Blockchain technology will bring about changes to client value networks:
- New alternative financial services providers will emerge, and services that are currently billable will become free or virtually free (including payments, custodial accounts, etc.).
- The relatively high costs for clients to switch banks will reduce significantly. Clients will be able to engage in “service hopping” when searching for the services that best suit their needs.
This article looks at the key processes of private banking and considers how they will be impacted by blockchain. We can categorize these processes as follows:
- Client-facing processes, which are highly relevant; these are value-adding processes for the client and revenue-generating processes for the bank.
- Supporting processes, which outnumber client-facing processes by one or two orders of magnitude.
Compliance and regulatory processes, which do not directly add value for the client or the bank, but represent a requirement.
Key banking processes
In the following table, key banking processes are divided into the “1st level Category” and the “2nd Level Category”:
Client opening processes — these processes are related to opening new client relationships. It encompasses KYC (Know Your Client) and establishing who is the beneficial owner or the real owner of the assets.
Client opening also covers product opening processes. Different products require different setup parameters from the client. For example, when ordering a credit card, you can specify whether it is “silver”, “gold” or “platinum” and whether there a need for a partner credit card (with corresponding fees).
Some products might not be allowed in some jurisdictions (determined by the client’s domicile) or, for example, US persons may be excluded from the offer (regardless of jurisdiction).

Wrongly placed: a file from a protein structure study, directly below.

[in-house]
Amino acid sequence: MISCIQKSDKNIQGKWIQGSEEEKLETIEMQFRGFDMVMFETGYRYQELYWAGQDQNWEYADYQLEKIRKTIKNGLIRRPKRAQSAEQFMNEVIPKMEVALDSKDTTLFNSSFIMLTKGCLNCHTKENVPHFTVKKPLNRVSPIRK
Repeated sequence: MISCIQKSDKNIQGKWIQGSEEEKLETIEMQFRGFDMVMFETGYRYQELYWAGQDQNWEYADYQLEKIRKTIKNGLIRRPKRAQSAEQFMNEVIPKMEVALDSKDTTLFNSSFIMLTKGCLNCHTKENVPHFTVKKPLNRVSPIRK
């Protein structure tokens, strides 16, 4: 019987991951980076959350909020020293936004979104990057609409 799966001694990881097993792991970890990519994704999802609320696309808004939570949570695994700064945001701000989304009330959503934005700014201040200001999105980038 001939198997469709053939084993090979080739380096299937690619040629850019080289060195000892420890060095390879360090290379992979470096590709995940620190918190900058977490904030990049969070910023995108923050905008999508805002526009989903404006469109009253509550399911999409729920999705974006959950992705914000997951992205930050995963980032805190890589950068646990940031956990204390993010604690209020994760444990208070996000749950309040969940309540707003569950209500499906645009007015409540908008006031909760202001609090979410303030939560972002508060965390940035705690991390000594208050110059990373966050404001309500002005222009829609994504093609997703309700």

Client compliance processes — there is a high level of client activity monitoring that takes place in modern banking; most of this is determined by regulations, but not exclusively. For instance, if a bank has given a mortgage to a client who then decides to transfer assets out of the bank, the client would quickly receive a phone call from their relationship manager.
But this also relates to flow-of-funds analysis (if clients make larger payments, they might need to add additional justification for these payments) or AML-related (Anti-Money Laundering) issues. Regulatory client reporting, such as FATCA, AEI, withholding tax, MIFID, etc., also fall under the same category.
Client tax reporting is likewise covered by this category. Clients are provided tax documents that are required each year. If a client decides not to submit these documents to the relevant tax authorities, the tax authorities will still obtain digital access to these documents via the AEI (Automated Exchange of Information).
Client profile updates are also relevant here. This concerns keeping client profiles up to date (regarding domicile, nationality, etc.), as this information determines which products can be offered to which clients. Indeed, it can also determine that certain clients cannot be contacted actively at all, for example, if they are offshore clients in certain domiciles.